It is easy to read the Speech from the Dock with the power of hindsight and see nothing but absolute certainty, but it is impossible to believe that Meagher did not struggle with self-doubt when he composed it, given the circumstances.
 

The Non-Designer's Design Book

Robin Williams

Even if you’re not sure about what you’re saying in your slides, you can at least make sure they look great. Better than great, designed. This little book is a wonderfully accessible explanation of the basics of design. I read it years ago, and I keep going back to it. Learn the fundamental principles of typography, and four easy rules of thumb for layout: Contrast, Repetition, Alignment, and Proximity. Your slides may not end up as good as those of Steve Jobs, but they won’t be as bad as those of Bill Gates. 

Feynman’s Breakthrough, Disregard Others!

This is an inspirational little blog post. Even the greatest minds can forget to give themselves permission to invent. Sometimes the fact that you are not the absolute best in your field is an advantage. It allows you to stand back and synthesize. You are able to bring a wider range of ideas to bear on a problem simply because you can’t grasp all the details. But that also means you aren’t stuck in the weeds.

Putting things in a wider context, and drawing ideas together to form new perspectives, is something that you end up doing so that you can give interesting talks. Defeat your self-doubt by proposing deliberately ambitious talks, and then figuring out how to deliver them after you’ve made a public commitment. Only you really know what you might have said!

Three Conferences

Developer Week Austin

If you’re a developer, tech executive, or entrepreneur, then this is the place to be! Developer Week Austin is part of a series of events held nationwide, showcasing the latest in App, VR, and Fintech Development, to name a few, as well as Machine Learning. Dozens of topics include Javascript, Microservices, VR, DevOps and more. If you can’t make the Austin conference, there is another event scheduled in San Francisco in February. Keep Austin Weird!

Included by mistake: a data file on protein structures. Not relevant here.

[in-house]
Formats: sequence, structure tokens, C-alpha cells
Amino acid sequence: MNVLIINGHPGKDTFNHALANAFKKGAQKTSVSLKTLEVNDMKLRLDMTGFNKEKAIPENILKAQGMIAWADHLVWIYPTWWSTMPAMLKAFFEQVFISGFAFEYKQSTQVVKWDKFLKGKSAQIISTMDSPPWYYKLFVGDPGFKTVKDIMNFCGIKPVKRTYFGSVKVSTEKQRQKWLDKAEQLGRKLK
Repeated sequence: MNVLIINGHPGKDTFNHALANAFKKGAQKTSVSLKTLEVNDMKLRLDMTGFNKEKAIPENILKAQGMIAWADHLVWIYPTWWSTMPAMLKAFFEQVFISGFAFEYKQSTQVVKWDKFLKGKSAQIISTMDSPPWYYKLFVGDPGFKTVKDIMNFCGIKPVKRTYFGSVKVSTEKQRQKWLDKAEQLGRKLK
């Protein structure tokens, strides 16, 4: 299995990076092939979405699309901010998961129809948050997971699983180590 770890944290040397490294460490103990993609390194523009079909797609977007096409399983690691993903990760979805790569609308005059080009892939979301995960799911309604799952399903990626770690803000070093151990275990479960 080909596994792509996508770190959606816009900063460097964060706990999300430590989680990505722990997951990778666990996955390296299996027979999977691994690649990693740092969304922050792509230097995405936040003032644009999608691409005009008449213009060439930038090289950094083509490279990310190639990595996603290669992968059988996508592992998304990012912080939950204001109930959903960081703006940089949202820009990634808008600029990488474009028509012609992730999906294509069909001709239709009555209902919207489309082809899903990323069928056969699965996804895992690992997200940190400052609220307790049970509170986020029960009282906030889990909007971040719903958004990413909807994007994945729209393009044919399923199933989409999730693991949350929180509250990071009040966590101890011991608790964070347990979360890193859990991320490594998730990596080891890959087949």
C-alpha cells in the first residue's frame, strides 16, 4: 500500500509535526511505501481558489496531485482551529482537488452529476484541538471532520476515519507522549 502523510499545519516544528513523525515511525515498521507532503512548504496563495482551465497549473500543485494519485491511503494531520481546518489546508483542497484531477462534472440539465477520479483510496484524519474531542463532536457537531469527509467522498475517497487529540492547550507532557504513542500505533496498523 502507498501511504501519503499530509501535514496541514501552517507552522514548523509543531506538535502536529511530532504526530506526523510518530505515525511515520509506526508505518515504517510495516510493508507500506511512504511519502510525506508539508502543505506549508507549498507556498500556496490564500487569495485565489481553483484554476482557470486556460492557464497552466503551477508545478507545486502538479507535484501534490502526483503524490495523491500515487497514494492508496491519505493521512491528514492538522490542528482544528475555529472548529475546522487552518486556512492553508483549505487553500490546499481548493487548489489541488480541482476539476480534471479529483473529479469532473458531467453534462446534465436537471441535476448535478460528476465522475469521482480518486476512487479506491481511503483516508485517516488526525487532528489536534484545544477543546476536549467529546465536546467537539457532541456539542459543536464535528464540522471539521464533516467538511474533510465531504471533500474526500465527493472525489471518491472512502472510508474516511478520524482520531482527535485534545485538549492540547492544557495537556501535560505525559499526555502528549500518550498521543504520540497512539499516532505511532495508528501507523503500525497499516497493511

PyConIE 2017

Are you a Pythonista? Then you won’t want to miss PyConIE 2017. Two days of the best Python related talks from Irish and international speakers, full workshop tracks, and the opportunity to meet some really cool people. Did we mention this takes place in Dublin? Why aren’t your bags packed yet? It’s coming up in just a few days, so check it out. 

 

Future of Technology Conference

Why attend the Future of Technology conference? To see tech breakthroughs in important fields; take advantage of the hundreds of presentations and demonstrations to gain insight and training; network in an informal setting; connect with technology experts in leading fields; and walk away inspired with new ideas and excitement. While you’re there, be sure to enjoy what the beautiful host city has to offer! Vancouver by air anyone? 

CFP Calendar

These are the CFP deadline dates and submission pages.